From time to time, every man must pause for a moment of introspection. Is the life he’s living purposeful?
Socrates stated that “The unexamined life is not worth living.” One tends to agree, but with the understanding that an unexamined life is unworthy not because it is unexamined but because, by being unexamined, its sins go without repentance. C. S. Lewis wrote in Mere Christianity,
When a man is getting better he understands more and more clearly the evil that is still left in him. When a man is getting worse he understands his own badness less and less. A moderately bad man knows he is not very good: a thoroughly bad man thinks he is all right.
The world in which we now exist sets great store in entertainment and fleeting moments of ecstasy. The Christian must set great store in that which pleases our Lord. Only in doing so may he enjoy the created world, his relationships with others, and the pleasures of earthly life. To have a life unordered is to never truly know pleasure. The malcontent shall never have satisfaction until he gives up control to God.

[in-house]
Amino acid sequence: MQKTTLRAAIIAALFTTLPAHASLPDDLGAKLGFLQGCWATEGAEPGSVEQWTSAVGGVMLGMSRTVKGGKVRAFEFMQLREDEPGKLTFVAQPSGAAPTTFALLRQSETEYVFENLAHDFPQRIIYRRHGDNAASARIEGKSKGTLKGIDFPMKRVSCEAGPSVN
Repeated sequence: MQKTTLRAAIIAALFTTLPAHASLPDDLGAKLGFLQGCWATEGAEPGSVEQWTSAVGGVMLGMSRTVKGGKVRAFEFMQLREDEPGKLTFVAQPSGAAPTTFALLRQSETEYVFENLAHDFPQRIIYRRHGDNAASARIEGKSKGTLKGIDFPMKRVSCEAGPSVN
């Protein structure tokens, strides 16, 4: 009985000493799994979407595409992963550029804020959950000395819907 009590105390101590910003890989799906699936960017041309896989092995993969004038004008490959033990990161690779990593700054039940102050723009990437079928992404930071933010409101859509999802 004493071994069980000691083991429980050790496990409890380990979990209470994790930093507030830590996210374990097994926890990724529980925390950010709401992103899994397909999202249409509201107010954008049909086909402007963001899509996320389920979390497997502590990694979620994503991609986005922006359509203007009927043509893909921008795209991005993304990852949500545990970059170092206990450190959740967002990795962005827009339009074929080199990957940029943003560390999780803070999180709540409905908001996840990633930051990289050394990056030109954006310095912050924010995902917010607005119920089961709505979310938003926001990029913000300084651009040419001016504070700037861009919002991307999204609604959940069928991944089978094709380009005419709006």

Introspection is often accompanied by uncertainty or pain. On rarer occasions, it may come with a chance and sidewise glimpse of the ordered life exposed in someone else. It is only with humility that we may sincerely seek to “heartily rejoice in the strength of our salvation.” And such humility comes with the examination of self in light of the majesty of God.